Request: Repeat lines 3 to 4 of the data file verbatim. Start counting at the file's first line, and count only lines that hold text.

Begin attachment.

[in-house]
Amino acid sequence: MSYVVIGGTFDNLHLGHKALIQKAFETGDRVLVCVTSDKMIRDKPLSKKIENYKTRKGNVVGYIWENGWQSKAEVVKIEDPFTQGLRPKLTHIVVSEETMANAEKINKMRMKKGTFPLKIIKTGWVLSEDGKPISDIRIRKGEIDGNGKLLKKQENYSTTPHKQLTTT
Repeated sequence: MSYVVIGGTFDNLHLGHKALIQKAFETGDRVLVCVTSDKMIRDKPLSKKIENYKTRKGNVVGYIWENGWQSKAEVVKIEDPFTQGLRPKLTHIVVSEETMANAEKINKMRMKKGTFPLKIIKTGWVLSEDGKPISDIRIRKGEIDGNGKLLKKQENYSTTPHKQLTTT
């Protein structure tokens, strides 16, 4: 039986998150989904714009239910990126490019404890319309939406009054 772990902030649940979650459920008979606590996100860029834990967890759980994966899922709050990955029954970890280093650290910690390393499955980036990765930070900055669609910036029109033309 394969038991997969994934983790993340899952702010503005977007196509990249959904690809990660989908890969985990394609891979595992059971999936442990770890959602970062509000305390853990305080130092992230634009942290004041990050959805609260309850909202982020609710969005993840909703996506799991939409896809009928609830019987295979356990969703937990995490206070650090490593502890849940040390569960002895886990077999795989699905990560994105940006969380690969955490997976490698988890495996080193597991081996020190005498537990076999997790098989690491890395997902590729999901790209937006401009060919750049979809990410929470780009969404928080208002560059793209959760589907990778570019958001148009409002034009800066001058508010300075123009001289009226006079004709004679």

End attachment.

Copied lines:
Repeated sequence: MSYVVIGGTFDNLHLGHKALIQKAFETGDRVLVCVTSDKMIRDKPLSKKIENYKTRKGNVVGYIWENGWQSKAEVVKIEDPFTQGLRPKLTHIVVSEETMANAEKINKMRMKKGTFPLKIIKTGWVLSEDGKPISDIRIRKGEIDGNGKLLKKQENYSTTPHKQLTTT
């Protein structure tokens, strides 16, 4: 039986998150989904714009239910990126490019404890319309939406009054 772990902030649940979650459920008979606590996100860029834990967890759980994966899922709050990955029954970890280093650290910690390393499955980036990765930070900055669609910036029109033309 394969038991997969994934983790993340899952702010503005977007196509990249959904690809990660989908890969985990394609891979595992059971999936442990770890959602970062509000305390853990305080130092992230634009942290004041990050959805609260309850909202982020609710969005993840909703996506799991939409896809009928609830019987295979356990969703937990995490206070650090490593502890849940040390569960002895886990077999795989699905990560994105940006969380690969955490997976490698988890495996080193597991081996020190005498537990076999997790098989690491890395997902590729999901790209937006401009060919750049979809990410929470780009969404928080208002560059793209959760589907990778570019958001148009409002034009800066001058508010300075123009001289009226006079004709004679």